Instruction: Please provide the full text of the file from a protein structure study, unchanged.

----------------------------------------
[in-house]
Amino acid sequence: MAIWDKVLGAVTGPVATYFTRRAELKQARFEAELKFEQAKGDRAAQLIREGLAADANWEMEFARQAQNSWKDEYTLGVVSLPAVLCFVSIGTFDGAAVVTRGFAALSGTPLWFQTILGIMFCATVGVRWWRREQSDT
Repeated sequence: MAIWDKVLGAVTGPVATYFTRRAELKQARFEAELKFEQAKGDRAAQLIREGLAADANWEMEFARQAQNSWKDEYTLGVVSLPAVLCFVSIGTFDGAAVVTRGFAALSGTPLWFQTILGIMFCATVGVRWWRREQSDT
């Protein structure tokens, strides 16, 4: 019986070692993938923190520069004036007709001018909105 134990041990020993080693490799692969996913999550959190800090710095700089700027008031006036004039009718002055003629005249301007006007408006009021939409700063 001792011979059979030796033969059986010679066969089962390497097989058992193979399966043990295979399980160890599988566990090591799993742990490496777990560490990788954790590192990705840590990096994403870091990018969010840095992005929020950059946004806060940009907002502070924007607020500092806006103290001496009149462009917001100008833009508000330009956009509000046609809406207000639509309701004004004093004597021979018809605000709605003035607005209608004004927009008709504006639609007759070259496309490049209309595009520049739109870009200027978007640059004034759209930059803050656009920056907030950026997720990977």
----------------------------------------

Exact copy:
[in-house]
Amino acid sequence: MAIWDKVLGAVTGPVATYFTRRAELKQARFEAELKFEQAKGDRAAQLIREGLAADANWEMEFARQAQNSWKDEYTLGVVSLPAVLCFVSIGTFDGAAVVTRGFAALSGTPLWFQTILGIMFCATVGVRWWRREQSDT
Repeated sequence: MAIWDKVLGAVTGPVATYFTRRAELKQARFEAELKFEQAKGDRAAQLIREGLAADANWEMEFARQAQNSWKDEYTLGVVSLPAVLCFVSIGTFDGAAVVTRGFAALSGTPLWFQTILGIMFCATVGVRWWRREQSDT
């Protein structure tokens, strides 16, 4: 019986070692993938923190520069004036007709001018909105 134990041990020993080693490799692969996913999550959190800090710095700089700027008031006036004039009718002055003629005249301007006007408006009021939409700063 001792011979059979030796033969059986010679066969089962390497097989058992193979399966043990295979399980160890599988566990090591799993742990490496777990560490990788954790590192990705840590990096994403870091990018969010840095992005929020950059946004806060940009907002502070924007607020500092806006103290001496009149462009917001100008833009508000330009956009509000046609809406207000639509309701004004004093004597021979018809605000709605003035607005209608004004927009008709504006639609007759070259496309490049209309595009520049739109870009200027978007640059004034759209930059803050656009920056907030950026997720990977």